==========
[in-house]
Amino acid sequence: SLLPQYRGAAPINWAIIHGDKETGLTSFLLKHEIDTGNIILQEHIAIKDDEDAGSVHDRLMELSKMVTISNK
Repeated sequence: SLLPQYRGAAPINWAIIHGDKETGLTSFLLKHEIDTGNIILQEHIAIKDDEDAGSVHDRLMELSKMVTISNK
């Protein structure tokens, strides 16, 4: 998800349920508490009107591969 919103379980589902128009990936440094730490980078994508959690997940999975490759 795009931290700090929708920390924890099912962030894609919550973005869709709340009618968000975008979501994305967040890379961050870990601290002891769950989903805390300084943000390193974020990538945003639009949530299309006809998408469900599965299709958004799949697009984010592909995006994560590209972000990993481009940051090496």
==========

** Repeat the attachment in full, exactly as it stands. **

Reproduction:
[in-house]
Amino acid sequence: SLLPQYRGAAPINWAIIHGDKETGLTSFLLKHEIDTGNIILQEHIAIKDDEDAGSVHDRLMELSKMVTISNK
Repeated sequence: SLLPQYRGAAPINWAIIHGDKETGLTSFLLKHEIDTGNIILQEHIAIKDDEDAGSVHDRLMELSKMVTISNK
């Protein structure tokens, strides 16, 4: 998800349920508490009107591969 919103379980589902128009990936440094730490980078994508959690997940999975490759 795009931290700090929708920390924890099912962030894609919550973005869709709340009618968000975008979501994305967040890379961050870990601290002891769950989903805390300084943000390193974020990538945003639009949530299309006809998408469900599965299709958004799949697009984010592909995006994560590209972000990993481009940051090496």